May 9, 2024 - News

San Francisco's school district is facing a budget crisis

School bus with money

Illustration: Rebecca Zisser/Axios

San Francisco's public school district is in financial trouble and no longer has full control over its spending after California's superintendent of public instruction recently outsourced the power to suspend or reverse financial decisions, per the school district.

Why it matters: To address a $420 million budget deficit next year, the San Francisco Unified School District will need to lay off more than 300 employees by the end of the month and implement its school closure plan, the San Francisco Examiner reports.

State of play: San Francisco's school board held a special meeting Tuesday alongside state advisers and other financial experts to discuss a state audit and risk analysis report outlining the school district's dire financial situation.

  • The meeting came shortly after the state's education department gave veto power to two state fiscal advisers due to concerns that SFUSD could run out of money by 2025. SFUSD, however, is "nowhere close" to a full state takeover, auditors said.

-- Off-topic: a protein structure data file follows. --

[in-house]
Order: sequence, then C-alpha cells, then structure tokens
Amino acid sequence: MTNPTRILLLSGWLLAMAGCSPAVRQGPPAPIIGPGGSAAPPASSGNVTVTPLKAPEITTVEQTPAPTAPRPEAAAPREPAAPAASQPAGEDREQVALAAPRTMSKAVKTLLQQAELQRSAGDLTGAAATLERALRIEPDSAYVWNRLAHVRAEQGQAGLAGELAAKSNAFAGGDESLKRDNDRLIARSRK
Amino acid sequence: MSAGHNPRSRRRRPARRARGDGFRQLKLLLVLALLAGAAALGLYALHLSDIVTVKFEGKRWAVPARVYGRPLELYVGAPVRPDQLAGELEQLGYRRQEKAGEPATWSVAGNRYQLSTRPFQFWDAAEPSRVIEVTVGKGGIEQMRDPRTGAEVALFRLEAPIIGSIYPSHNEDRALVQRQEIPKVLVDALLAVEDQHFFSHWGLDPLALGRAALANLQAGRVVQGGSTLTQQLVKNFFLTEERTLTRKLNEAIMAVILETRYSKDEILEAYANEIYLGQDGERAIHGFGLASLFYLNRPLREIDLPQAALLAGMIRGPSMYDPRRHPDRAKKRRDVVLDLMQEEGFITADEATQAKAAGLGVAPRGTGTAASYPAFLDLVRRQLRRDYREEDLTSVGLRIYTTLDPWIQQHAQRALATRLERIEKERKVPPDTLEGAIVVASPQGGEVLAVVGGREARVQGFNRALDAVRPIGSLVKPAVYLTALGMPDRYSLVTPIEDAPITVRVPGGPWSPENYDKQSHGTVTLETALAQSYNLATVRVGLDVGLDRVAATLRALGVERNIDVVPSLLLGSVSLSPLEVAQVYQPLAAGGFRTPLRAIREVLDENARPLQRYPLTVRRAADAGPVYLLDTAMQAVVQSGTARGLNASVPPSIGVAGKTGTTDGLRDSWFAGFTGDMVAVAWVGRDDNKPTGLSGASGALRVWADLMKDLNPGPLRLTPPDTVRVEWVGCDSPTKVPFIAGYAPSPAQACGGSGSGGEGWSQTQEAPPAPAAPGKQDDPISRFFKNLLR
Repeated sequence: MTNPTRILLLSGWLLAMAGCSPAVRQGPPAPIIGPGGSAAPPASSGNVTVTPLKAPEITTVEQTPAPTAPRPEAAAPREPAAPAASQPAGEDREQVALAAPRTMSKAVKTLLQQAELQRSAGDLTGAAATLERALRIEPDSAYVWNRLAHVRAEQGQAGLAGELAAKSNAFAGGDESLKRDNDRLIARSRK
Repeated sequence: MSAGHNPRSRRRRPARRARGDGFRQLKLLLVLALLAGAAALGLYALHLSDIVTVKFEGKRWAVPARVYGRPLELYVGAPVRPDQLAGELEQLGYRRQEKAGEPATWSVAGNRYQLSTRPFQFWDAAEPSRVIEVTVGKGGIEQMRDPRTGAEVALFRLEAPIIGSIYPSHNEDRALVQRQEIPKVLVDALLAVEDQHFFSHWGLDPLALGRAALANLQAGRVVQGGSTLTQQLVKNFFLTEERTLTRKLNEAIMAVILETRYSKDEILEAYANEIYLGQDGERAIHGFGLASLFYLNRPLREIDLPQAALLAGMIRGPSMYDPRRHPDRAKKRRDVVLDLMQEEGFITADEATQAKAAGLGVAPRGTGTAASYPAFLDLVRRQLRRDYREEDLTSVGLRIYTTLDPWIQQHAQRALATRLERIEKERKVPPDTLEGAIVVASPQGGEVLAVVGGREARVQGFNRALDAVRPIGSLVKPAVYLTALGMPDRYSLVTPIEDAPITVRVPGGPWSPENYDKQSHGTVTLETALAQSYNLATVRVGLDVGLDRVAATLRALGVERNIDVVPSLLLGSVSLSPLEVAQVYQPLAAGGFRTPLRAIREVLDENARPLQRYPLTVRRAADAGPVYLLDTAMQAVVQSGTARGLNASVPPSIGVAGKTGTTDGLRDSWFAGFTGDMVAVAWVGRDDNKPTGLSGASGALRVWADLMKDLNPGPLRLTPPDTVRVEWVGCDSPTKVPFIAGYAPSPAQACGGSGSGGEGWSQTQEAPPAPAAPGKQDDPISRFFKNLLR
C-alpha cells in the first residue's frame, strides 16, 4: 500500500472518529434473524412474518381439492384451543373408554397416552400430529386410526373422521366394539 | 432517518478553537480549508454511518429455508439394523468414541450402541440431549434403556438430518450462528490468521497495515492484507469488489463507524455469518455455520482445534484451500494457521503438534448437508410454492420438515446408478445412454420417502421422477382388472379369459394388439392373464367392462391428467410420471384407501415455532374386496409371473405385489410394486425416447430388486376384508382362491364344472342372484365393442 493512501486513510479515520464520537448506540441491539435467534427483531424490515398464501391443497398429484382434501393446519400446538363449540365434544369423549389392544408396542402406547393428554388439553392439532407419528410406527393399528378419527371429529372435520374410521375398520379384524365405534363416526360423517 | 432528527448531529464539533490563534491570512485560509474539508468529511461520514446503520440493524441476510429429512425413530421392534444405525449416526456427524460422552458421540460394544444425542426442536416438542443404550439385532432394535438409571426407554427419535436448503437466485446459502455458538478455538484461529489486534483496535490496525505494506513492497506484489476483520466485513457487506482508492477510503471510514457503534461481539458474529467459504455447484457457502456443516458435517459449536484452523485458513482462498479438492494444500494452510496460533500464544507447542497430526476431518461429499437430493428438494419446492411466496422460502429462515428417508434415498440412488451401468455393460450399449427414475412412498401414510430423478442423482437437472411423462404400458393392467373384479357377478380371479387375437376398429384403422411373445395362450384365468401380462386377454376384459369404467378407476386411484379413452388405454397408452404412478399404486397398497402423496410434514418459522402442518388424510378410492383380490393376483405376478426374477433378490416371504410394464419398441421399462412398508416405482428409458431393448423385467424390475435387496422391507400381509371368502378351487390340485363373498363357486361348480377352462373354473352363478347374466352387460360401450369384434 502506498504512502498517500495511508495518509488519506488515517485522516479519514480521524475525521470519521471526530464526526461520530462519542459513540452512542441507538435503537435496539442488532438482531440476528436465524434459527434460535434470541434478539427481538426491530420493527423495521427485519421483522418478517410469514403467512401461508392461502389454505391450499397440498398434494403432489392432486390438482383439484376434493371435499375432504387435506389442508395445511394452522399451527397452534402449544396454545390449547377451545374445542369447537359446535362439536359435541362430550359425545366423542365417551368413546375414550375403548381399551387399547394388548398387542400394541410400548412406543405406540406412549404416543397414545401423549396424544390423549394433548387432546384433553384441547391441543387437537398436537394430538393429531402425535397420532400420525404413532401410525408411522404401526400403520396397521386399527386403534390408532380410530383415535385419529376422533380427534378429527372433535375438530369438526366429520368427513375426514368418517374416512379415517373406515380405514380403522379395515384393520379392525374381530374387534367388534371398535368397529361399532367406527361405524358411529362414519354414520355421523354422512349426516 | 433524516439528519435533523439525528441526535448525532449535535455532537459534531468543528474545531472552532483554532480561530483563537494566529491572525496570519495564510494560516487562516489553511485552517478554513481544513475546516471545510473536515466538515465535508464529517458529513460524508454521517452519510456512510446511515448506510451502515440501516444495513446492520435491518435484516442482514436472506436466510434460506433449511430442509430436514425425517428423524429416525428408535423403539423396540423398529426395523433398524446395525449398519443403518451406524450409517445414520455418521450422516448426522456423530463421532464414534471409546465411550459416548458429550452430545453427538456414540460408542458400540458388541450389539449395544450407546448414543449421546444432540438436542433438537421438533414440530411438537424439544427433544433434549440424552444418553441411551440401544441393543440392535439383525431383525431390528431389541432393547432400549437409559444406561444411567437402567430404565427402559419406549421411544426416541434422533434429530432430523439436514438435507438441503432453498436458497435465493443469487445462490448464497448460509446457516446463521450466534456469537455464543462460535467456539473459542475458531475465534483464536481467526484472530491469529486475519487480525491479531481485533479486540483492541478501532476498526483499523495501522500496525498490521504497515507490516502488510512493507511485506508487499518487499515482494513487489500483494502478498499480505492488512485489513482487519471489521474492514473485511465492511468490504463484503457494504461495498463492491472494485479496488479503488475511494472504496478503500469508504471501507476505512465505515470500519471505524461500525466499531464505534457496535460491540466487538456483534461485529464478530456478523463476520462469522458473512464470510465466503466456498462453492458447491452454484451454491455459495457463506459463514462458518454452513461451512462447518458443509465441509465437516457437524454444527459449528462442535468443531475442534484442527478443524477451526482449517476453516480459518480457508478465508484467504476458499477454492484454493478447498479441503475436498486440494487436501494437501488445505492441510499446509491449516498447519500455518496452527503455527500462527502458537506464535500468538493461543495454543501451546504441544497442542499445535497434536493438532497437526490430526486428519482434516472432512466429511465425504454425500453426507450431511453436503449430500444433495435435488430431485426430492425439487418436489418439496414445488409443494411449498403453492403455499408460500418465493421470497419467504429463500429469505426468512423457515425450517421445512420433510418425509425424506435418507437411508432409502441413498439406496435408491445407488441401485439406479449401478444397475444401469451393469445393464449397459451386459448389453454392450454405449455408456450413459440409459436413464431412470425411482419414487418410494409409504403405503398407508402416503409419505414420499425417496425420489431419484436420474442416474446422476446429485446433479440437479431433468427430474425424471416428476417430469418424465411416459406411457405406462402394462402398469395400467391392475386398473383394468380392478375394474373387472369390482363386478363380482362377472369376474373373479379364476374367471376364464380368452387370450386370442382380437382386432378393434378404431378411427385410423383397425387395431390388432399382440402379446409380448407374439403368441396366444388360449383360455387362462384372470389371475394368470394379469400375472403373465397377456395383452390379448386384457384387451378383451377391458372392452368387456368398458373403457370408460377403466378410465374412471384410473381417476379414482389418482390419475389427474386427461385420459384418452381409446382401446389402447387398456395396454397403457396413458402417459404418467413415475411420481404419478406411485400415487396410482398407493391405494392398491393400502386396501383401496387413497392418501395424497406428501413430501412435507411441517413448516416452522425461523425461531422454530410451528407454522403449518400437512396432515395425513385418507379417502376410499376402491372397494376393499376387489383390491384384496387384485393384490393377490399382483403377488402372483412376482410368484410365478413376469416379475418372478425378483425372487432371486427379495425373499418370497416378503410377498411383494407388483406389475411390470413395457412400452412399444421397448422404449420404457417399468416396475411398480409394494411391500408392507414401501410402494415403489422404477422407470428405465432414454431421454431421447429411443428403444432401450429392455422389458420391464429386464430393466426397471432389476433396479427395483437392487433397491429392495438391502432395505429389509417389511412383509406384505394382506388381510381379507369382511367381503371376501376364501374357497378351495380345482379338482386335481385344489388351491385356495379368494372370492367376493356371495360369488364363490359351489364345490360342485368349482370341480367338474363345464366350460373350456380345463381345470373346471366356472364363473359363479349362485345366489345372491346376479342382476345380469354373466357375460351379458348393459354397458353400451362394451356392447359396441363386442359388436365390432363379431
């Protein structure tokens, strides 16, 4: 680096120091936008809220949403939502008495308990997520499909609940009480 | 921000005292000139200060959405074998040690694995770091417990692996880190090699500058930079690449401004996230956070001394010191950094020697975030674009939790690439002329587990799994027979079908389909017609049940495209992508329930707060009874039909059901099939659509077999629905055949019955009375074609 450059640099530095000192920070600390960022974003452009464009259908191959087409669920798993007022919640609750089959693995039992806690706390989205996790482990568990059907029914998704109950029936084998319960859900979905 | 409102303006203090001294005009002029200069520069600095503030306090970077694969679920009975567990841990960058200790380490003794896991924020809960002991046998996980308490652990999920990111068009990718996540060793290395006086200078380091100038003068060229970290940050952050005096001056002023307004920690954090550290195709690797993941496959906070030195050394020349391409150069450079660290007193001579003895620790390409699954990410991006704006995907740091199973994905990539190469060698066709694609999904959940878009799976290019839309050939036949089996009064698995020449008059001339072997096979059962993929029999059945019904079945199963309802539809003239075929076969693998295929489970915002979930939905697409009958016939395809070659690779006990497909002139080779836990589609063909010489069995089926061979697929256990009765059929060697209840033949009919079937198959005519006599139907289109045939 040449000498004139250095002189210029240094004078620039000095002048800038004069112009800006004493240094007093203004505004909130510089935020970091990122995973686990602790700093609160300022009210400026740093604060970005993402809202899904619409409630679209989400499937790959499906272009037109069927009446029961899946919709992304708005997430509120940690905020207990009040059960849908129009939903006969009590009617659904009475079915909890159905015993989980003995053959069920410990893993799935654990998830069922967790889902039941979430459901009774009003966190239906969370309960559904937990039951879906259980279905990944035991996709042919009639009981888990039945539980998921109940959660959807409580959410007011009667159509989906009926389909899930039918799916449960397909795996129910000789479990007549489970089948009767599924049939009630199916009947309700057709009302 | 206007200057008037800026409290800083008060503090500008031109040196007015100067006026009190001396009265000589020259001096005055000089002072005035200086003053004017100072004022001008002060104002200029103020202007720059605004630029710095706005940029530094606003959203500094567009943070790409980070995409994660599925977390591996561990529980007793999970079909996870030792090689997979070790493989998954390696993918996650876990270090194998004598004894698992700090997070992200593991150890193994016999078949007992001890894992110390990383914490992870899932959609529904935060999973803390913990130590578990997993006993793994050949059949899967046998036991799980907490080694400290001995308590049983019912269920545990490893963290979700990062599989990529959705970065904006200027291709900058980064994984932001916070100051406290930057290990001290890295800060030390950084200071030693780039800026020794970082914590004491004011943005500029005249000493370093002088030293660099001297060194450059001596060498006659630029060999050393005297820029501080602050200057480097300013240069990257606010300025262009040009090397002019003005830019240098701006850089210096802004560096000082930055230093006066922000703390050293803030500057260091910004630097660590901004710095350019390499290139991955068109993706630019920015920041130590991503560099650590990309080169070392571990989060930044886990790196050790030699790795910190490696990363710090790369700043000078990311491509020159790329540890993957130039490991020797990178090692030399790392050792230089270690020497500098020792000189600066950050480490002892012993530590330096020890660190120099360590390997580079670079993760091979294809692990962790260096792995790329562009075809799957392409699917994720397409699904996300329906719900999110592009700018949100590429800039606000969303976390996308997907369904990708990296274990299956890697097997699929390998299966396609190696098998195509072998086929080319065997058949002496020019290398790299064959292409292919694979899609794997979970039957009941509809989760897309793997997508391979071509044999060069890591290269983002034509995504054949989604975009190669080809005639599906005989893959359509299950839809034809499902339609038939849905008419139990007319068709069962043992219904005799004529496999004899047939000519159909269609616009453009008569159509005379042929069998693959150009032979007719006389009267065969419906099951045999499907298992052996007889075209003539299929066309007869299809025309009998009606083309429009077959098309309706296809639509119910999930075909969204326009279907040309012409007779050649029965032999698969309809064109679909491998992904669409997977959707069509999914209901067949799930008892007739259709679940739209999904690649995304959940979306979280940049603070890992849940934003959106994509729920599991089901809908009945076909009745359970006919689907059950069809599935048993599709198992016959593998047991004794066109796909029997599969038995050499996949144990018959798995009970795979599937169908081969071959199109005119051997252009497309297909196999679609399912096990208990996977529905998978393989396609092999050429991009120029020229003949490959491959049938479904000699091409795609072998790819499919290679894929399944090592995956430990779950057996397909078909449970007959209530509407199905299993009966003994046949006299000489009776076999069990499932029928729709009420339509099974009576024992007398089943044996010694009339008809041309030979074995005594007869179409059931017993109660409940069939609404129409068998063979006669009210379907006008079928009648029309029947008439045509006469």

• The audit found that the financial consequences surrounding its faulty payroll system, inadequate staff training and declining enrollment contributed to the district's problems.

What they're saying: "It would be an understatement to say things are not OK," Michael Fine, CEO of the fiscal crisis and management assistant team, told the school board at the meeting.

  • School board president Lainie Motamedi said the state report was "a wake-up call," but that the board is now "in a position where we could at least see the dots that need to connect."
  • Motamedi had previously said the budget deficit had been "years in the making."

Between the lines: The school district this month announced it's preparing a $790 million bond ballot measure for November's election to go toward repairing its facilities.

  • But SFUSD officials say that even if voters approve the bond, more money — to the tune of $6 billion — would be needed to address all the schools that need repair, the San Francisco Examiner reports.

What's next: The school district's new sub-committee, tasked with advising the board on addressing these financial concerns with the state, meets next week.


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